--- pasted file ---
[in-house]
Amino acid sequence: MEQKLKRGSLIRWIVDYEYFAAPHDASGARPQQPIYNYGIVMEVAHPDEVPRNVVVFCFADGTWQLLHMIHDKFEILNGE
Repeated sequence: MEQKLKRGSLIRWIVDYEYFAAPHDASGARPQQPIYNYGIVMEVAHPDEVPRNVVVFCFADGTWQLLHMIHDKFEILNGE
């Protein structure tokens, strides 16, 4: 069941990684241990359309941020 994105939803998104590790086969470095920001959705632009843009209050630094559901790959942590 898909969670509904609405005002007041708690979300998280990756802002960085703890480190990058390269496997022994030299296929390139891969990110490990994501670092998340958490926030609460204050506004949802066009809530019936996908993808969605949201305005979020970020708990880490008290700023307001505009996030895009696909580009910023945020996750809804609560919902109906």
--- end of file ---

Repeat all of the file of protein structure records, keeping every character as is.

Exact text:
[in-house]
Amino acid sequence: MEQKLKRGSLIRWIVDYEYFAAPHDASGARPQQPIYNYGIVMEVAHPDEVPRNVVVFCFADGTWQLLHMIHDKFEILNGE
Repeated sequence: MEQKLKRGSLIRWIVDYEYFAAPHDASGARPQQPIYNYGIVMEVAHPDEVPRNVVVFCFADGTWQLLHMIHDKFEILNGE
């Protein structure tokens, strides 16, 4: 069941990684241990359309941020 994105939803998104590790086969470095920001959705632009843009209050630094559901790959942590 898909969670509904609405005002007041708690979300998280990756802002960085703890480190990058390269496997022994030299296929390139891969990110490990994501670092998340958490926030609460204050506004949802066009809530019936996908993808969605949201305005979020970020708990880490008290700023307001505009996030895009696909580009910023945020996750809804609560919902109906």